myRotation.row2 = [-1.5041243203e-001, 9.2019899304e-001, 3.6139993567e-001]
myRotation.row3 = [5.4516527699e-001, -2.2775213301e-001, 8.0679847960e-001]
myTranslation.row4 = [-1.2503867966e+000, 1.1229738934e+000, -1.2577283457e+000]
Camera2.transform = myTranslation * myRotation

Camera3 = freecamera ()
myTranslation = matrix3 [1,0,0] [0,1,0] [0,0,1] [0,0,0]
myRotation = matrix3 [1,0,0] [0,1,0] [0,0,1] [0,0,0]
myRotation.row1 = [5.5296099706e-001, 4.4786856695e-001, -7.0260079879e-001]
myRotation.row2 = [-2.7796451946e-001, 8.9409871323e-001, 3.5117405502e-001]
myRotation.row3 = [7.8547429089e-001, 1.1125377983e-003, 6.1889328693e-001]
myTranslation.row4 = [-1.9044153757e+000, 1.2161906946e+000, -1.3300891219e+000]
Camera3.transform = myTranslation * myRotation

Camera4 = freecamera ()
myTranslation = matrix3 [1,0,0] [0,1,0] [0,0,1] [0,0,0]
myRotation = matrix3 [1,0,0] [0,1,0] [0,0,1] [0,0,0]
myRotation.row1 = [0, 0, 0]
myRotation.row2 = [0, 0, 0]
myRotation.row3 = [0, 0, 0]
myTranslation.row4 = [0, 0, 0]
Camera4.transform = myTranslation * myRotation

Camera5 = freecamera ()
myTranslation = matrix3 [1,0,0] [0,1,0] [0,0,1] [0,0,0]
myRotation = matrix3 [1,0,0] [0,1,0] [0,0,1] [0,0,0]
myRotation.row1 = [9.1291554876e-001, -2.8328096147e-001, 2.9383175067e-001]
myRotation.row2 = [1.9935278303e-001, 9.3767914176e-001, 2.8463361539e-001]
myRotation.row3 = [-3.5615118802e-001, -2.0127027595e-001, 9.1249471631e-001]
myTranslation.row4 = [1.1266368937e+000, 1.0317378118e+000, -4.2850805998e-001]
Camera5.transform = myTranslation * myRotation

Camera6 = freecamera ()
myTranslation = matrix3 [1,0,0] [0,1,0] [0,0,1] [0,0,0]
myRotation = matrix3 [1,0,0] [0,1,0] [0,0,1] [0,0,0]
myRotation.row1 = [0, 0, 0]
myRotation.row2 = [0, 0, 0]
myRotation.row3 = [0, 0, 0]
myTranslation.row4 = [0, 0, 0]
Camera6.transform = myTranslation * myRotation

Camera7 = freecamera ()
myTranslation = matrix3 [1,0,0] [0,1,0] [0,0,1] [0,0,0]
myRotation = matrix3 [1,0,0] [0,1,0] [0,0,1] [0,0,0]
myRotation.row1 = [9.9916713027e-001, -9.2759089965e-003, -3.9736674407e-002]
myRotation.row2 = [9.6681255192e-003, 9.9990631492e-001, 9.6896193167e-003]
myRotation.row3 = [3.9643071647e-002, -1.0065728282e-002, 9.9916320388e-001]
myTranslation.row4 = [-1.1945327215e-001, -1.6066502534e-002, -4.0000672191e-001]
Camera7.transform = myTranslation * myRotation

Camera8 = freecamera ()
myTranslation = matrix3 [1,0,0] [0,1,0] [0,0,1] [0,0,0]
myRotation = matrix3 [1,0,0] [0,1,0] [0,0,1] [0,0,0]
myRotation.row1 = [9.9071140322e-001, 5.7798475103e-002, -1.2308635910e-001]
myRotation.row2 = [-1.0008727000e-001, 9.2269230682e-001, -3.7231901016e-001]
myRotation.row3 = [9.2051365578e-002, 3.8118006666e-001, 9.1990668161e-001]
myTranslation.row4 = [-2.0419030672e-001, -1.1309509170e+000, -4.9814597685e-001]
Camera8.transform = myTranslation * myRotation

Camera9 = freecamera ()
myTranslation = matrix3 [1,0,0] [0,1,0] [0,0,1] [0,0,0]
myRotation = matrix3 [1,0,0] [0,1,0] [0,0,1] [0,0,0]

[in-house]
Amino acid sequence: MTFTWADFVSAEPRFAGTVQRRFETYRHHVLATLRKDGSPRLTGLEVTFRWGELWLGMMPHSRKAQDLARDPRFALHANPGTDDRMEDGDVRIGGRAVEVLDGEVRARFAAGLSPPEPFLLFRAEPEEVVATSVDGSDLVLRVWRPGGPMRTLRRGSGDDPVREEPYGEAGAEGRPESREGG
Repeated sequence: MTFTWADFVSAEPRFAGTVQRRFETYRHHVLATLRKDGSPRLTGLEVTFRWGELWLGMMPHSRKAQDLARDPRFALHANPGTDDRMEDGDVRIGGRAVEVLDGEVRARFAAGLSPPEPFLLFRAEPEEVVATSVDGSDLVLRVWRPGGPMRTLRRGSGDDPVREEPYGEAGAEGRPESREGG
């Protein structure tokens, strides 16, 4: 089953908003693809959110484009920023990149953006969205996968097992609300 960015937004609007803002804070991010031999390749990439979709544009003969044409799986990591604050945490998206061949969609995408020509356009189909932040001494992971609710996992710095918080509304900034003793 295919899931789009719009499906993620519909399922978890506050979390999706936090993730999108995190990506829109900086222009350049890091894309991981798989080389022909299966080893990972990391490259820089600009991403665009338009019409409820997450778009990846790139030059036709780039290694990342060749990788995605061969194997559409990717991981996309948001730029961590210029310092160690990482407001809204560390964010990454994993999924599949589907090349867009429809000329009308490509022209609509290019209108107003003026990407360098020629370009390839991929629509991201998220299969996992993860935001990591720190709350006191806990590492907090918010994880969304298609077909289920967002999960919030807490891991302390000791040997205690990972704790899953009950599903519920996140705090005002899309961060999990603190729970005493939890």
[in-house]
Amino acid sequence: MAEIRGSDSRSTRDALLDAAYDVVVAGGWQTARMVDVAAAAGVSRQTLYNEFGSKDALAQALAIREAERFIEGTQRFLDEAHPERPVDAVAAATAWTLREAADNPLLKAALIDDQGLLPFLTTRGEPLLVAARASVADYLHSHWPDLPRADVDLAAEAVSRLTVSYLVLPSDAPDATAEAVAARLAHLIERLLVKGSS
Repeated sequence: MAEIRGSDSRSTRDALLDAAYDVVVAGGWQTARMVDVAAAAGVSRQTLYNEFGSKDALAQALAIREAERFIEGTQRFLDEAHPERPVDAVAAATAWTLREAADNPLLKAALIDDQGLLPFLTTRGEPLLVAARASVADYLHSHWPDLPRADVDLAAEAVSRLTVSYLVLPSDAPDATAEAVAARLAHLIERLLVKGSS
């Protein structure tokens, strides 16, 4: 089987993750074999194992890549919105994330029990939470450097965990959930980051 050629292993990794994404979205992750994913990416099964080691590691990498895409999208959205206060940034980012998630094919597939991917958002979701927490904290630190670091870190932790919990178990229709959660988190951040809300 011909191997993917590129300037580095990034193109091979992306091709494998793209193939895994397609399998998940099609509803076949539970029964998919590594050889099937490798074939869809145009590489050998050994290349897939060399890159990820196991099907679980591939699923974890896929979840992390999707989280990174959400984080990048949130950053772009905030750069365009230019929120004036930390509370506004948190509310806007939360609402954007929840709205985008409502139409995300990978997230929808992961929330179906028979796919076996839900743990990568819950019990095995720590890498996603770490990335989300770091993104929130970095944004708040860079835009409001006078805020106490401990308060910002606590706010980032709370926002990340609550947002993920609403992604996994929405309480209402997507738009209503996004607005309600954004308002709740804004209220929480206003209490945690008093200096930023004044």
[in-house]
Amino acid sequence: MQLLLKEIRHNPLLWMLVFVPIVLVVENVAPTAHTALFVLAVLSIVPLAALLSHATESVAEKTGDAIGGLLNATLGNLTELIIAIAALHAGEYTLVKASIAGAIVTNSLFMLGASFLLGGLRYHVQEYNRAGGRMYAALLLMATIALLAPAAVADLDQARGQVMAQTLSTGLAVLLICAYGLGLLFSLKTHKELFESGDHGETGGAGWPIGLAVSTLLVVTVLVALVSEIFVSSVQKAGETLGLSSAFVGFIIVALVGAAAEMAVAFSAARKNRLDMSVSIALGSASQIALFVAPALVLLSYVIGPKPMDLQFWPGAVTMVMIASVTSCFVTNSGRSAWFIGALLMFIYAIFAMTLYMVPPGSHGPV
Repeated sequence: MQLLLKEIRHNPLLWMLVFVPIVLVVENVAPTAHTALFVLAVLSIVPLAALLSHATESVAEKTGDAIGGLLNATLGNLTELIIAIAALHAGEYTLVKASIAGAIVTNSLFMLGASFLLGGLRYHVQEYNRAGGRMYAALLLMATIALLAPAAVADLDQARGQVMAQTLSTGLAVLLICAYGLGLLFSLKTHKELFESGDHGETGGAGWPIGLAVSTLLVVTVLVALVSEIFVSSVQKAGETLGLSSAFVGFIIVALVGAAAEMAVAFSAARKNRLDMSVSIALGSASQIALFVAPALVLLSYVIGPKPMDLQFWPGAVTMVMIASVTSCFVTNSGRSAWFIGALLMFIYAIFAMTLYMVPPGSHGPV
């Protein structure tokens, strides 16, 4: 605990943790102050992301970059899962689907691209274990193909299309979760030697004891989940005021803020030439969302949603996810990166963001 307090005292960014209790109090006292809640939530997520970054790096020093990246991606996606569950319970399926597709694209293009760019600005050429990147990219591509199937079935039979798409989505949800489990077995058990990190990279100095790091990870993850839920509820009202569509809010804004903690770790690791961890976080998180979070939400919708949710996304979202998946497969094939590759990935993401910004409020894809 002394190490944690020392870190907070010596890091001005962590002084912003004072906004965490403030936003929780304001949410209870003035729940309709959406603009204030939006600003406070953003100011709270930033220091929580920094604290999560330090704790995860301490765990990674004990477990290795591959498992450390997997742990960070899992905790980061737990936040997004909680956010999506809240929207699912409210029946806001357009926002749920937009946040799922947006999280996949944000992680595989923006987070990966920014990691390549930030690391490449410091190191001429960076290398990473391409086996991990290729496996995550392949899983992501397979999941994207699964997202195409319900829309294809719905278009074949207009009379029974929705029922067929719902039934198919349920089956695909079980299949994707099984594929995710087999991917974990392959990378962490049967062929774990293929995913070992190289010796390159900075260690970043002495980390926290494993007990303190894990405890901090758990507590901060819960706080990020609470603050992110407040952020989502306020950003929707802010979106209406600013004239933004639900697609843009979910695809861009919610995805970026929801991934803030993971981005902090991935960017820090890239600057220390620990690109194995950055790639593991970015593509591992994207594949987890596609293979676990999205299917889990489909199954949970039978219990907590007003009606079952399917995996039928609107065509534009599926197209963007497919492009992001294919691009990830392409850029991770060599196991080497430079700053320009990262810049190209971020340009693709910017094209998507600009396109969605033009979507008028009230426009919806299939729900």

myRotation.row1 = [9.2296024395e-001, 2.7121191052e-002, -3.8393857463e-001]
myRotation.row2 = [2.2870682478e-001, 7.6366983583e-001, 6.0373965427e-001]
myRotation.row3 = [3.0957644677e-001, -6.4503707090e-001, 6.9863409648e-001]
myTranslation.row4 = [-1.1194835731e+000, 1.8679491761e+000, -8.9878098319e-001]
Camera9.transform = myTranslation * myRotation

Camera10 = freecamera ()
myTranslation = matrix3 [1,0,0] [0,1,0] [0,0,1] [0,0,0]
myRotation = matrix3 [1,0,0] [0,1,0] [0,0,1] [0,0,0]
myRotation.row1 = [9.7094006942e-001, 1.7350651792e-002, -2.3869297533e-001]
myRotation.row2 = [1.3528752594e-001, 7.8292714291e-001, 6.0722514295e-001]
myRotation.row3 = [1.9741496122e-001, -6.2187140454e-001, 7.5782800773e-001]
myTranslation.row4 = [-3.4669200651e-001, 2.1011837748e+000, -6.5191141116e-001]
Camera10.transform = myTranslation * myRotation

24 thoughts on “Converting PhotoSynths to Dense Point-Clouds

  1. Hi Josh,

    I am quite sure that the focal length in Photosynth is simply a ratio of the sensor width (longest side) to the focal length. So, just mulitply this by the value that Photosynth is giving you and it should be back to a mm value.

    I would like to try your code and see what can be done. I also posted on the CodePlex site to respond to your question.

    Good job,


  2. Hey there, Josh,

    I can’t wait to put this to work, once the focal length issue is worked out.

    A few questions for you:

    Does your script always assume a three digit number sequence at the end of the photo filenames? Perhaps this is an assumption of Bundle2PMVS? Could four digit number sequences be supported?

    Also, does it assume that all images are the same resolution? It would seem so. What would your advice be for collections of photos from multiple cameras?

    Does it handle mixed collections (comprised of both landscape and portrait shots) well?

    Looking forward to hearing more.

  3. @Nate,

    Yes I am looking forward to ironing out the bugs and getting it as helpful as possible.

    In response to your questions:

    Setting the count size is not a problem, I can update that next time I have a look at the code.

    At the moment it is locked to a single resolution, and I’m not sure what the best way to handle multiple resolutions is. Any suggestions?